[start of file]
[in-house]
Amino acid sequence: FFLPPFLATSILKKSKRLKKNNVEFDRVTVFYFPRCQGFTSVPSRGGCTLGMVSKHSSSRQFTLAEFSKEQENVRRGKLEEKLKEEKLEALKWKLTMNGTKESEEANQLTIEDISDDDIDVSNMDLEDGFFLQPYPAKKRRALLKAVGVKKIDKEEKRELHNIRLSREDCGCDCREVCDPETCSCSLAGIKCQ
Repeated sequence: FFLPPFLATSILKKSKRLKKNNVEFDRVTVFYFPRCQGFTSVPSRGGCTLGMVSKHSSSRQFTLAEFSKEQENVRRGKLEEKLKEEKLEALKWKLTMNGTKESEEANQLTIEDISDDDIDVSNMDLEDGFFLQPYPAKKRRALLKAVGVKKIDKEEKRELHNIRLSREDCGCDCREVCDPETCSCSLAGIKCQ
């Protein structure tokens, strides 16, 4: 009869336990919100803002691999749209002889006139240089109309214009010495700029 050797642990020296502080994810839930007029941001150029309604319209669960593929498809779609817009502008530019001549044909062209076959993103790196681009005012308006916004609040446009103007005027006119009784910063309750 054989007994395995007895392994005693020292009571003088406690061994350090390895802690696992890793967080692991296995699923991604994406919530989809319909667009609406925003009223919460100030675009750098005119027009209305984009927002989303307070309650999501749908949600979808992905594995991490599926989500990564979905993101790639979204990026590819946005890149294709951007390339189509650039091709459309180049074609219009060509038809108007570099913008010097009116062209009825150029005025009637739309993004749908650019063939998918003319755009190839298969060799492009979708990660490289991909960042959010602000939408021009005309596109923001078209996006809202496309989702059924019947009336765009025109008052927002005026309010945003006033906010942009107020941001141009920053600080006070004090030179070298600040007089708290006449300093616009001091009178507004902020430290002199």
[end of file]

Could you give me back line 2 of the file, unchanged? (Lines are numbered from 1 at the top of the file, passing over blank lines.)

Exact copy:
Amino acid sequence: FFLPPFLATSILKKSKRLKKNNVEFDRVTVFYFPRCQGFTSVPSRGGCTLGMVSKHSSSRQFTLAEFSKEQENVRRGKLEEKLKEEKLEALKWKLTMNGTKESEEANQLTIEDISDDDIDVSNMDLEDGFFLQPYPAKKRRALLKAVGVKKIDKEEKRELHNIRLSREDCGCDCREVCDPETCSCSLAGIKCQ